Creamy coconut Kumbalanga curry!
Olan is a very simple Kerala curry with less cooking and a great, fresh taste. It has few ingredients and has a crunch very close to a salad.
Ash gourd and cow peas are the main ingredients in Olan. Ash gourd (Kumbalanga), also called winter melon, is an Autumn vegetable. It is a pumpkin like gourd with a greenish skin and white flesh. Ash gourd has great medicinal properties and valued highly in Ayurvedic medicine. There are many curries that can be made using Ash gourd. There are a few sweet dishes too prepared with it.
This curry is created combining Ash gourd and Cow peas which is also available around the same time. Kerala has a long coast line with coconut palms swaying in the breeze, heavy with sweet coconuts. Abundantly available coconut is crushed to extract its milk, to make the gravy of this curry.
I think, this is the simplest curry in the long list of curries. It is usually served to celebrate Onam, the harvest festival, in Kerala. It is also made for lunch during other community gatherings, festivals and in restaurants.
In olden days, the farming community that had less time to spare and more mouths to feed made Olan to celebrate their harvest bounty. Look at the size of that gourd! It needs a big crowd to finish off that huge ball of goodness.
I found Ash gourd in an Asian Market here and bought a sliver of it to make Olan. It is not very delicious when eaten raw as it has a typical gourd taste. Gentle cooking makes it desirable.
- 1/4 cup Cow peas/black eyed peas/ vanpayar
- a piece of Ashgourd/kumbalanga
- 2 green chillies
- 1 cup grated coconut
- water as needed
- 1 tbsp coconut oil
- 1 bunch curry leaves
- salt to taste
- Cook cow peas adding enough water until it is soft when squished but retains its shape.
- Drain the water and save cow peas. (The drained water can be used to make rasam or other soups.)
- Grind coconut in a mixer adding very little water.
- Strain it and collect the thick coconut milk in a bowl.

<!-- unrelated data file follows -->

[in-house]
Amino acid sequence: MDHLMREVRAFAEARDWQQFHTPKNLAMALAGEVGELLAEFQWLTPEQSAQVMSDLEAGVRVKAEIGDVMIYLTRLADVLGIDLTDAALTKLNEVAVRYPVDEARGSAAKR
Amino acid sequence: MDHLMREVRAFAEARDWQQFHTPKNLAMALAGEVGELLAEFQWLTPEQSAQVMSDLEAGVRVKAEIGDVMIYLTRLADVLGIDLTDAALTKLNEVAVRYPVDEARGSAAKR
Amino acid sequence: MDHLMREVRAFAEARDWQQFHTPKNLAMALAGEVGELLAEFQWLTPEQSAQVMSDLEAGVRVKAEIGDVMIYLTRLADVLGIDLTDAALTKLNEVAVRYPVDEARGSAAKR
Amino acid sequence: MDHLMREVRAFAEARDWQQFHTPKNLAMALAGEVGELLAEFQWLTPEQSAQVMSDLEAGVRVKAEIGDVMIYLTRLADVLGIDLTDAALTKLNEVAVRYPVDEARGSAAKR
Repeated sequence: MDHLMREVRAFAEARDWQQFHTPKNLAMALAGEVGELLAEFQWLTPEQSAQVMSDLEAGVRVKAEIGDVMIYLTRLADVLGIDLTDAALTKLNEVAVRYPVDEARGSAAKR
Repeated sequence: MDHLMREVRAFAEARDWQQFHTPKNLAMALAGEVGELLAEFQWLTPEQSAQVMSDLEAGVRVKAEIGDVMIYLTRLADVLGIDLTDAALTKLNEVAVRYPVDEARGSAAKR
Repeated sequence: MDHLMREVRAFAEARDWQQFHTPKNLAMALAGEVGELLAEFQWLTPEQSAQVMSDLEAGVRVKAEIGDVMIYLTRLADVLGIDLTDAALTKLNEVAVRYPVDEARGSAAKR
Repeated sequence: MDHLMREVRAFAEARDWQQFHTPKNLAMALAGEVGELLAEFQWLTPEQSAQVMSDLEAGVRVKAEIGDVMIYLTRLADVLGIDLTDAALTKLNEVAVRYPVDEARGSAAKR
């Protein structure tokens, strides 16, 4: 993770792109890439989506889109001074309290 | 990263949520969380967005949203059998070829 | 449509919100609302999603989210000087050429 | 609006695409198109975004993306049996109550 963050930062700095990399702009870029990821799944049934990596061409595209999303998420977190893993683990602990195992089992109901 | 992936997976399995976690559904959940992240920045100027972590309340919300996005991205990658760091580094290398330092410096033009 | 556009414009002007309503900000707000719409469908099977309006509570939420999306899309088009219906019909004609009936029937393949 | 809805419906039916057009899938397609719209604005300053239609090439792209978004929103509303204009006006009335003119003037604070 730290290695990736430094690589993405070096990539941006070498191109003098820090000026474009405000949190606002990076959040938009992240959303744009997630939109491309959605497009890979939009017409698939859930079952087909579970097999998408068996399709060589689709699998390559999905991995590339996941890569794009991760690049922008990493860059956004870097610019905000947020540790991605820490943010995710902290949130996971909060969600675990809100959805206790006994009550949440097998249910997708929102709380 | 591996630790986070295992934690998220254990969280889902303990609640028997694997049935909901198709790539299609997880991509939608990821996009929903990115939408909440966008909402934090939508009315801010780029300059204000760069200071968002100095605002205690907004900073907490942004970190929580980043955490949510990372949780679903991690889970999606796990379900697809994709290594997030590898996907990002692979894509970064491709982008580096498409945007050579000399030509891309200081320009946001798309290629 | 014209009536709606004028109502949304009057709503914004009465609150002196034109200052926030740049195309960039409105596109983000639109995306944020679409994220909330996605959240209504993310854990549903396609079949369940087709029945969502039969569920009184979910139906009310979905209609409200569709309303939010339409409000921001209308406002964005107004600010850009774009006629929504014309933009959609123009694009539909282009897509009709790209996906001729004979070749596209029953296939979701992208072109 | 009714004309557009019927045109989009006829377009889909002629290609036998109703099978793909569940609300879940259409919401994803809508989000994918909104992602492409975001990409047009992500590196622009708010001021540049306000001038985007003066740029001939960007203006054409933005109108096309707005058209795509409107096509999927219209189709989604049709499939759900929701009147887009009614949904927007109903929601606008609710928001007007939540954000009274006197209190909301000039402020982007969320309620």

- Add 1 cup water and grind the coconut and extract very thin milk.
- Chop off the skin from ash gourd and cut it into small pieces.
- In a heavy bottom pan, add thin coconut milk, 1 ½ cup ash gourd pieces and slit green chillies and cook on medium heat.
- Cook until ash gourd is tender but crunchy and not over cooked.
- Add cow peas and salt to taste and boil it.
- Gently pour thick coconut milk and turn off the heat as it will curdle on boiling.
- Garnish it with coconut oil, curry leaves and cover it with a lid for all the flavours to mingle.
It is now ready to serve. The addition of raw coconut milk at the end makes it a quickly perishable curry and needs to be refrigerated if there is leftover. It is best eaten warm off the stove. While cooking, it releases a delicious aroma that envelops the house and draws everyone. This has the subtle taste of ash gourd, green chillies and curry leaves which make it fresh and tempting.
In any Kerala feast (Sadhya), food is served on a banana leaf with a number of curries. This is the seventh side dish served. I like this curry for its simplicity and great flavours. I attack this first in any Sadhya, be it a wedding feast or homely lunch!
I consider, this can be used like stew for other main dishes too. Make this and enjoy an authentic Kerala curry!